Reprinted from Magnificat (www.magnificat.com)
Great Conversion Stories: G.K. Chesterton
By John Janaro (’85)
Gilbert Keith Chesterton (1874—1936) is widely appreciated as the brilliant Catholic convert who devoted all his wit and intellectual energy to writing unparalleled works of Catholic apologetics. The actual path of his personal conversion, however, is not often considered, and in fact it was more complicated than many Catholics realize. People are often surprised to discover that many of the basic and most beloved writings of the Chesterton “canon”—including Heretics, Orthodoxy, the Ballad of the White Horse, and most of the Father Brown mysteries—were written before he became Catholic. His entrance into full communion with the Church took many years.
Chesterton first experienced a very real conversion from the benevolent but vague Unitarian and secular-liberal outlook of his youth to the firm adherence to a historical, doctrinal, and practical Christianity that he began to profess openly in his late twenties. Drawn to poetic sensibility as a child, his early years were full of a kind of mystical sense of gratitude for the existence of things, which he referred to as “the thread” that connected him to God. As a journalist in London in the 1890s, he rejected decadent fads and was drawn to the common sense of simple people. He saw beyond socialism with its imposed utopian schemes, and began to sympathize with the Christian worldview. At this time, he also met and fell in love with the woman who was to prove his greatest friend and companion in life, Frances Blogg.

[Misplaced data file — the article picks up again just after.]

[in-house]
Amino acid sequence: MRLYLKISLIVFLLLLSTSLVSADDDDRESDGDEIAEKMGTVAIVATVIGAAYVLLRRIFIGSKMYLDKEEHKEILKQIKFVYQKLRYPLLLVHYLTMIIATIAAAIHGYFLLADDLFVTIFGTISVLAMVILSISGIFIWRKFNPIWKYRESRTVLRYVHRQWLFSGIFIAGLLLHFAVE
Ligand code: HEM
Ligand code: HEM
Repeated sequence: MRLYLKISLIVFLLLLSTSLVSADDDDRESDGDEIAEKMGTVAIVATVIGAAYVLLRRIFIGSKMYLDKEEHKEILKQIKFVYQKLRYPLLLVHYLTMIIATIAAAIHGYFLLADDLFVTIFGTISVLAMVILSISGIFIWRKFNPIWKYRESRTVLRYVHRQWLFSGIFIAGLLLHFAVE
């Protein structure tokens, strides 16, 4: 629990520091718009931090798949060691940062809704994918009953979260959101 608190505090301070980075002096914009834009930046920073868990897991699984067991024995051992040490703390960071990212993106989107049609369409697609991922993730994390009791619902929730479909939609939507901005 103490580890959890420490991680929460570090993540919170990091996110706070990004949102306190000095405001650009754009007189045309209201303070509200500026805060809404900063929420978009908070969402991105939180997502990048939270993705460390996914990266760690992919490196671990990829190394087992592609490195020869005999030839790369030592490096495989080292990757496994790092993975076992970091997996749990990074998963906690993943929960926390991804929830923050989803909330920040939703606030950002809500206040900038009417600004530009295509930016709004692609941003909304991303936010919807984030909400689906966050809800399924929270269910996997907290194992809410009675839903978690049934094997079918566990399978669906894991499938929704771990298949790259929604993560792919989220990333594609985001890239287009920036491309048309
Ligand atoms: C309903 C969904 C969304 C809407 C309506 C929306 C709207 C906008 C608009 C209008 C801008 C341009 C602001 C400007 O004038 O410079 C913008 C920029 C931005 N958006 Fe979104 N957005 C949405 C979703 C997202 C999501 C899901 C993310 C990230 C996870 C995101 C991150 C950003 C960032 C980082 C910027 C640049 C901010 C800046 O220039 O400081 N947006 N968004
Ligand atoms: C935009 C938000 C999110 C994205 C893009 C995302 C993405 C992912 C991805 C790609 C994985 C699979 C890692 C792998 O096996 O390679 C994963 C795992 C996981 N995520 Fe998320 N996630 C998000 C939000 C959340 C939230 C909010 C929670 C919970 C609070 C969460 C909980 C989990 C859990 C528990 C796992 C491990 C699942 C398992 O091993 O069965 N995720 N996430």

G.K. Chesterton had entertained “religious opinions,” but Frances was the first person he knew to actually “practice” a religion. By the time they married in 1901, she had brought him to a clear recognition of the Trinity, the Incarnation, and her native high church Anglicanism that saw itself as the English branch of the ancient Catholic tradition (albeit “independent” of Rome). He held this “Anglo-Catholic” faith for some twenty years, while he befriended and collaborated with many Roman Catholics, including Hilaire Belloc, Ronald Knox, and Father John O’Connor (who was the model for Father Brown).
Chesterton himself was drawn to the fullness of the Catholic Church. He saw more and more converging evidence for the Catholic claim, but hesitated to make the step. There was certainly the drama of the “fight against conversion” that called for death to the old self. Also, Chesterton was an intellectual genius, but could be slow and even hapless in basic practical things like tying his own shoes. For daily life, he relied on the skillful help of his wife, and in this essential relationship he was afraid of creating distance. Even though Frances encouraged him to follow his conscience, she herself did not (yet) see the need to become Roman Catholic. It is impossible to fathom the tension this created for him. Yet Frances wanted his good even if it brought her suffering, and his other friends—including Monsignor Knox and Father O’Connor—gently helped him (without pushing him) until finally he entered the Church in 1922. Frances, from her own conviction, would follow him four years later.
Chesterton’s embrace of the Catholic faith greatly deepened his perceptive power and the universal scope of his understanding. Arguable, he wrote some of his greatest works (The Everlasting Man, Thomas Aquinas, Francis of Assisi) in the final fourteen years before his death in 1936.